by Abbas Ali
Theatres are notoriously boring places. Full of inoffensive and dull niceties, and grey people with elitist attitudes. Not the sort of places people actually have fun in, if the received prejudices are to be believed.
That is until now. The second HankyPanky event, bringing together the Blackflys collective for what have been described as 'club-art detonations', was back in April at the recently opened hip young venue, Contact. The concept was ambitious, and it worked. So, under one roof the ethnically diverse audience was treated to a Moss Side sound system in the shape of Freedom Masses and Mr. Womble, with a peep show VDO art installation, live music from soul-funk outfit Urban Safari, and a photo exhibition; 'Dispelling A Myth...Hair.'
The aim of Blackflys from the beginning has been to bring talented people together, whilst challenging artistic and cultural ideas, raising profiles and celebrating black creativity. But if you think that it's about a superior, revisionist view of blackness, you'd be wrong. "It's not a black, fists-in-the-air thing", explains Barney Doodlebug, events organiser at Contact. He argues the British Black experience is a multicultural one, and HankyPanky reflects that, rather than purveying a monochrome stereotype. "Within Blackflys there are a larger percentage of people of colour, but obviously there are white people too. I mean, the photographic exhibition on black hair has been done by Tracey sanders-Wood, who's a white Welsh woman". "The Blackflys project is challenging in more ways than one, with potentially offensive racist imagery being reclaimed and turned into art. Walking around, you're going to see the image 'niggerhead', but frankly, that's part of history. The images are strong, but then again, like-minded folk will understand", explains Barney.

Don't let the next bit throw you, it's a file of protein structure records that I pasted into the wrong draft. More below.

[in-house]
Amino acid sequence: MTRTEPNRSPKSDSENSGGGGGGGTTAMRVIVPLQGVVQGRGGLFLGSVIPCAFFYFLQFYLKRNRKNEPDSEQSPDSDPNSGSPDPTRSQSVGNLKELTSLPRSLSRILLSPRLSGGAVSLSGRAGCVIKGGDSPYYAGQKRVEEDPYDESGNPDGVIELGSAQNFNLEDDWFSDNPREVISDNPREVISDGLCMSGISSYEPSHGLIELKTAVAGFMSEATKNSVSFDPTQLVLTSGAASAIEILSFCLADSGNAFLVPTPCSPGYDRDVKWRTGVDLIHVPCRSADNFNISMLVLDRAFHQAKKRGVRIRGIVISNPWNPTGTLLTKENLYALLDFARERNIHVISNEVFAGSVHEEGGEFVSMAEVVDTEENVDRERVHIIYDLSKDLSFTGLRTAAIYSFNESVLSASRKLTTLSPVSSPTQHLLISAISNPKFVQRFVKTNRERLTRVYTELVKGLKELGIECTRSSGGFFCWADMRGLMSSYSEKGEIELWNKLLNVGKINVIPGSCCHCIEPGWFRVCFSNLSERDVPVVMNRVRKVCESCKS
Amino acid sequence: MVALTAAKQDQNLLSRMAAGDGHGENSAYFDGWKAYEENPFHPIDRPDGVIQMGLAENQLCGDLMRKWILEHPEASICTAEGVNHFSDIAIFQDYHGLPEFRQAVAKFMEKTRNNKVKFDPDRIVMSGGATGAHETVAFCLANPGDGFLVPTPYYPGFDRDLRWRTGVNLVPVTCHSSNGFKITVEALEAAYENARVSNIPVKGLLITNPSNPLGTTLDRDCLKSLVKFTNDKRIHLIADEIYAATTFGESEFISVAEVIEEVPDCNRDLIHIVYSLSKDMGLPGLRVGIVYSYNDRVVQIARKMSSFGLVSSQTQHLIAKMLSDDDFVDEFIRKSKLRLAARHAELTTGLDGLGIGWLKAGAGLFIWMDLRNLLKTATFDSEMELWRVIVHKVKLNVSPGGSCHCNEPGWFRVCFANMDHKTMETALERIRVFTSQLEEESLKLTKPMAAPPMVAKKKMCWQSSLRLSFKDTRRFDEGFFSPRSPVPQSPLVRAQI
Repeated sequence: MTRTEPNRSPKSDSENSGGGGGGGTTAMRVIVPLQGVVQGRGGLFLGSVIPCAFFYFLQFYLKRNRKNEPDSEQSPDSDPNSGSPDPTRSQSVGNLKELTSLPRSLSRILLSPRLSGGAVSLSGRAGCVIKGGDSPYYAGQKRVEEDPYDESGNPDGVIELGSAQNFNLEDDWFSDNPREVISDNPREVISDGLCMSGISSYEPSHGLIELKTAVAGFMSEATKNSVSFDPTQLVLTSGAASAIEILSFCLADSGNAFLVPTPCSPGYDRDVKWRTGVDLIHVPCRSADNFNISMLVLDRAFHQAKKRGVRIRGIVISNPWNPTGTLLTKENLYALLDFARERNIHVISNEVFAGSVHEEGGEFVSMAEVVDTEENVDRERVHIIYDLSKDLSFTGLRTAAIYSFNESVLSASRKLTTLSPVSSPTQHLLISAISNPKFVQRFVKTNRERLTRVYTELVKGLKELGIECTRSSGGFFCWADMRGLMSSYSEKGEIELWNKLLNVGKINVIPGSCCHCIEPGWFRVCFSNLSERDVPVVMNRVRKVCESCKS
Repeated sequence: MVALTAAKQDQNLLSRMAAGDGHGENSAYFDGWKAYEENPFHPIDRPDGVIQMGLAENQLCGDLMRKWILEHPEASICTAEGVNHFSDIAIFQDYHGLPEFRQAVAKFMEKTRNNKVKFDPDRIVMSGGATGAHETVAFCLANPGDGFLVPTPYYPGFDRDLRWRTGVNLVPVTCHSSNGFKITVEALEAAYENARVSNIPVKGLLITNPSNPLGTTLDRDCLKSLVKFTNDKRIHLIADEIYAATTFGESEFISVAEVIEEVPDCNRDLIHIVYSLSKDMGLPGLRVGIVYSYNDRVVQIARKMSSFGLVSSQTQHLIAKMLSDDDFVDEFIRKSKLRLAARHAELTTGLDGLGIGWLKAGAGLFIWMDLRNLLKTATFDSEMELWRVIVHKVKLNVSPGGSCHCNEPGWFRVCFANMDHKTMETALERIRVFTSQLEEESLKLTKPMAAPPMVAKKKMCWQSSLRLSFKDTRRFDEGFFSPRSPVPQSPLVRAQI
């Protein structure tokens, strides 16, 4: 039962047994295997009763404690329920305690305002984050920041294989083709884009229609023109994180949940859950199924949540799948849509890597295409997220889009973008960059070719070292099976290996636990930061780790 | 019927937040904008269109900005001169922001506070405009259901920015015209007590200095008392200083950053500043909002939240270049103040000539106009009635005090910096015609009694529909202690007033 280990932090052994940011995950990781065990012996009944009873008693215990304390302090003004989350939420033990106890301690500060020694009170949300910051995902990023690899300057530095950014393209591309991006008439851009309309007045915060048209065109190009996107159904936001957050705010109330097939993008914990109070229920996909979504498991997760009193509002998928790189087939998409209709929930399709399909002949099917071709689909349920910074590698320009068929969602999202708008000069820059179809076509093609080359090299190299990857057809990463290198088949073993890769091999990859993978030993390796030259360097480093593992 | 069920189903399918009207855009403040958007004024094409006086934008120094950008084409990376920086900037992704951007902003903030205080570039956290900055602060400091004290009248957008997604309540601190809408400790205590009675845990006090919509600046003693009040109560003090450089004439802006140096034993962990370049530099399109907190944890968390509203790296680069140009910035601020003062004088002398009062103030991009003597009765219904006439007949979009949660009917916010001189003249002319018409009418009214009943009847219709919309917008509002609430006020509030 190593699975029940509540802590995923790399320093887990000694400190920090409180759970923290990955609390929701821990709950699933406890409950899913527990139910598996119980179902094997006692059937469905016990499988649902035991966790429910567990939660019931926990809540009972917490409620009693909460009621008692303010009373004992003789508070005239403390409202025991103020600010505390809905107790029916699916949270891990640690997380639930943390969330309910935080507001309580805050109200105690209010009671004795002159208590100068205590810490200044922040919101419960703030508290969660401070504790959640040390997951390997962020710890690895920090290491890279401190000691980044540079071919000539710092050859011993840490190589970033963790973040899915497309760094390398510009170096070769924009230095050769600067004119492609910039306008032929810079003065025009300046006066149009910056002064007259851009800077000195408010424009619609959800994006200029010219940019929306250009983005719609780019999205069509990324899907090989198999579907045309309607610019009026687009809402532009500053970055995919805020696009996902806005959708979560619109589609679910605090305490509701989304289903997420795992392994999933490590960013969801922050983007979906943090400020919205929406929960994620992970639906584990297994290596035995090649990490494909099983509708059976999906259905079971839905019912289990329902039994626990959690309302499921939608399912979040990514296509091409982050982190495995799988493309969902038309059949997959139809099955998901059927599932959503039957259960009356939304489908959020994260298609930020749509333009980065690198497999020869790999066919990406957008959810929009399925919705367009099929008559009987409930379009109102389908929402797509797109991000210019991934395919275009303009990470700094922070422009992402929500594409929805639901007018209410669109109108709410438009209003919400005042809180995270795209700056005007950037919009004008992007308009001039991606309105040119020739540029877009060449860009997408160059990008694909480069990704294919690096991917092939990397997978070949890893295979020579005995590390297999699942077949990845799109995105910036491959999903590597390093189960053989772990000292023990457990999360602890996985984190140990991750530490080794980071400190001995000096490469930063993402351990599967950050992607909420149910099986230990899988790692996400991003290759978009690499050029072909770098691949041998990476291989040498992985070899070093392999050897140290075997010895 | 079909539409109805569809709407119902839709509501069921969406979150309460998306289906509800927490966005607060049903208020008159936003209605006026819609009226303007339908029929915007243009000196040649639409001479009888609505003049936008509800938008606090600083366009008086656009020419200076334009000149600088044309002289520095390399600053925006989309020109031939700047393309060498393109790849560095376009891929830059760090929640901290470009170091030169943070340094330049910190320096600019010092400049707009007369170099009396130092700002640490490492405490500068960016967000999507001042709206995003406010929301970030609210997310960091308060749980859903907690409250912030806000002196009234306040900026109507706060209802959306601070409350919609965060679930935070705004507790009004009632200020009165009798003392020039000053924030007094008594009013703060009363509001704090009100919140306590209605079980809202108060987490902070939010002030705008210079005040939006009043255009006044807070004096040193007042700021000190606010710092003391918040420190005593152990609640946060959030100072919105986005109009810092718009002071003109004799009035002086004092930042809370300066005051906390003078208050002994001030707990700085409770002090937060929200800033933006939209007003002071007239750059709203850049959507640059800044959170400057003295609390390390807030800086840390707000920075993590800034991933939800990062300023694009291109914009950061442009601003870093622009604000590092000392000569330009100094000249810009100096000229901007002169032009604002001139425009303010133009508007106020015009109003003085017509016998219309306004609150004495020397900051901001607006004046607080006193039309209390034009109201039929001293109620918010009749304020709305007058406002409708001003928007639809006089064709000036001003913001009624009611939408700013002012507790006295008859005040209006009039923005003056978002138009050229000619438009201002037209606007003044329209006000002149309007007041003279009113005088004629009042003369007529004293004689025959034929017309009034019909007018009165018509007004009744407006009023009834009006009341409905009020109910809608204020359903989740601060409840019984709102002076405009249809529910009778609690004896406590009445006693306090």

One of the purposes of the Blackflys is clearly to be a place for such like-minded people to gather, and network. Indeed, Urban Safari, the soul/funk outfit lead by the songwriting partnership of Simply Red founder Fritz McIntyre and Tibo, of Temper Temper underlined this point. "This is an age where you're a corporation, or you're independent, you're independent because you love your art and you don't want it controlled, because you understand it better than anybody else",explains Fritz, who has had a lot of experiences in local music successes over the years, playing in bands for the likes of Lisa Stansfield and Melanie Williams. When I speak to the Frtz and Tibo, the two song writing partners explain that the night's concert will be the first to showcase their eleven years of writing, after rehearsals lasting two short months. Such a background certainly give them the right credentials to understand British black music and to respect it's traditions, and this isn't wasted on the audience, who appreciate their "old-school" approach, and respond to it with applause when they later play their first concert as Urban safari. It's an odd sight later on when the same crowd dance the night away to Jamaican dancehall reggae in the foyer of Contact. So much for theatres being dull places.